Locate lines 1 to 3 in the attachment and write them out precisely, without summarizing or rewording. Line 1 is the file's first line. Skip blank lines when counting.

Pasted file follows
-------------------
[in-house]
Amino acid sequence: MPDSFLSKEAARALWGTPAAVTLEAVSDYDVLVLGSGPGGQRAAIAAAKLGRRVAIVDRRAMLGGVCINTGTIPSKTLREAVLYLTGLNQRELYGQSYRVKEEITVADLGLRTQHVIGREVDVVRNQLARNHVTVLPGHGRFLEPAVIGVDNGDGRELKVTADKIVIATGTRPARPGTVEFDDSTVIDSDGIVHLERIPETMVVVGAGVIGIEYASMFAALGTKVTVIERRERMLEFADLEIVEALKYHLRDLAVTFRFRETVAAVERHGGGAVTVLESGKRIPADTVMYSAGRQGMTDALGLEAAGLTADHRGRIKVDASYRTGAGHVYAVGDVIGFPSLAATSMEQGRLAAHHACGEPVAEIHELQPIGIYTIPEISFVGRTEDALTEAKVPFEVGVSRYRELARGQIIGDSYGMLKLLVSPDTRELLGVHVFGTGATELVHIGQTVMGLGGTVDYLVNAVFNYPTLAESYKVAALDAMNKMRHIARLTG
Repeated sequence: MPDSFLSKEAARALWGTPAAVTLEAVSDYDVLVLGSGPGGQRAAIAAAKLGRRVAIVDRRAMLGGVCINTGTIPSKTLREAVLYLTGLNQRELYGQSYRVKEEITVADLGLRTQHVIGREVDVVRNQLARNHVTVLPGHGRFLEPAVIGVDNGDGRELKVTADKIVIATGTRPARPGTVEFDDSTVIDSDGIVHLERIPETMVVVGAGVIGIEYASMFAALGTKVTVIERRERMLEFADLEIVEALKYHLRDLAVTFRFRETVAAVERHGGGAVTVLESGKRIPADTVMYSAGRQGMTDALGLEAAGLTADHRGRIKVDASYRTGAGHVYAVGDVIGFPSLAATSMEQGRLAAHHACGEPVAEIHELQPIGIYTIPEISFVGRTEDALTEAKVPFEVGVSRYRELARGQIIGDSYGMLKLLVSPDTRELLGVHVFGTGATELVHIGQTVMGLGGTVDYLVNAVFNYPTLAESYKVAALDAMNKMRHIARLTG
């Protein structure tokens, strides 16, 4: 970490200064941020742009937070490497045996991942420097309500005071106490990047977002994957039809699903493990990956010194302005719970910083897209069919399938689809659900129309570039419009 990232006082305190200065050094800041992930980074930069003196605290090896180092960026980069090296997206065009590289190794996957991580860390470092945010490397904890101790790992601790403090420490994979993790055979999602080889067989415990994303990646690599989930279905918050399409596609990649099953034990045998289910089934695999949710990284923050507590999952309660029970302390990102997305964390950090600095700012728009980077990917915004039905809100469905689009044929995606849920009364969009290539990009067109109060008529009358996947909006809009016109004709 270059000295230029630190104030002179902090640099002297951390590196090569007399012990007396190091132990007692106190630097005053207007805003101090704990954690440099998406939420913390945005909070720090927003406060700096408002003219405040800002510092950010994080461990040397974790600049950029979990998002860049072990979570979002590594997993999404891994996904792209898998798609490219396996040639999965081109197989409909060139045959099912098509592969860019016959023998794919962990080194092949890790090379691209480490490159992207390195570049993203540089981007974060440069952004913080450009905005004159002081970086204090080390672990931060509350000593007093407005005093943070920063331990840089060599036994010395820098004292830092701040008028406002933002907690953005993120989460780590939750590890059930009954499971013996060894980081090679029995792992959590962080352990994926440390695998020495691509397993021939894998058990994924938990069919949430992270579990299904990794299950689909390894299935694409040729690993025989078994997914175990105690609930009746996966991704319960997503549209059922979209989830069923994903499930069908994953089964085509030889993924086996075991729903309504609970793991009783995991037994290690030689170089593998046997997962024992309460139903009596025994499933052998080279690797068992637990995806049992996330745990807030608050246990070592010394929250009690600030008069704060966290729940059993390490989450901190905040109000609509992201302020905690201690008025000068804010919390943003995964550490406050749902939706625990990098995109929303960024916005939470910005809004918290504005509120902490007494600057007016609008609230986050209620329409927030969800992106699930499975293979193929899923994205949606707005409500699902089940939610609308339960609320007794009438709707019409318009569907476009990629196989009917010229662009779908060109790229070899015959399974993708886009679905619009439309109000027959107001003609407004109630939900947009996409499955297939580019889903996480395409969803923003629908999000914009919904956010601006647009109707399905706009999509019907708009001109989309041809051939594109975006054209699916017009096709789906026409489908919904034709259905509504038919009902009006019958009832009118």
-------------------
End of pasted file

[in-house]
Amino acid sequence: MPDSFLSKEAARALWGTPAAVTLEAVSDYDVLVLGSGPGGQRAAIAAAKLGRRVAIVDRRAMLGGVCINTGTIPSKTLREAVLYLTGLNQRELYGQSYRVKEEITVADLGLRTQHVIGREVDVVRNQLARNHVTVLPGHGRFLEPAVIGVDNGDGRELKVTADKIVIATGTRPARPGTVEFDDSTVIDSDGIVHLERIPETMVVVGAGVIGIEYASMFAALGTKVTVIERRERMLEFADLEIVEALKYHLRDLAVTFRFRETVAAVERHGGGAVTVLESGKRIPADTVMYSAGRQGMTDALGLEAAGLTADHRGRIKVDASYRTGAGHVYAVGDVIGFPSLAATSMEQGRLAAHHACGEPVAEIHELQPIGIYTIPEISFVGRTEDALTEAKVPFEVGVSRYRELARGQIIGDSYGMLKLLVSPDTRELLGVHVFGTGATELVHIGQTVMGLGGTVDYLVNAVFNYPTLAESYKVAALDAMNKMRHIARLTG
Repeated sequence: MPDSFLSKEAARALWGTPAAVTLEAVSDYDVLVLGSGPGGQRAAIAAAKLGRRVAIVDRRAMLGGVCINTGTIPSKTLREAVLYLTGLNQRELYGQSYRVKEEITVADLGLRTQHVIGREVDVVRNQLARNHVTVLPGHGRFLEPAVIGVDNGDGRELKVTADKIVIATGTRPARPGTVEFDDSTVIDSDGIVHLERIPETMVVVGAGVIGIEYASMFAALGTKVTVIERRERMLEFADLEIVEALKYHLRDLAVTFRFRETVAAVERHGGGAVTVLESGKRIPADTVMYSAGRQGMTDALGLEAAGLTADHRGRIKVDASYRTGAGHVYAVGDVIGFPSLAATSMEQGRLAAHHACGEPVAEIHELQPIGIYTIPEISFVGRTEDALTEAKVPFEVGVSRYRELARGQIIGDSYGMLKLLVSPDTRELLGVHVFGTGATELVHIGQTVMGLGGTVDYLVNAVFNYPTLAESYKVAALDAMNKMRHIARLTG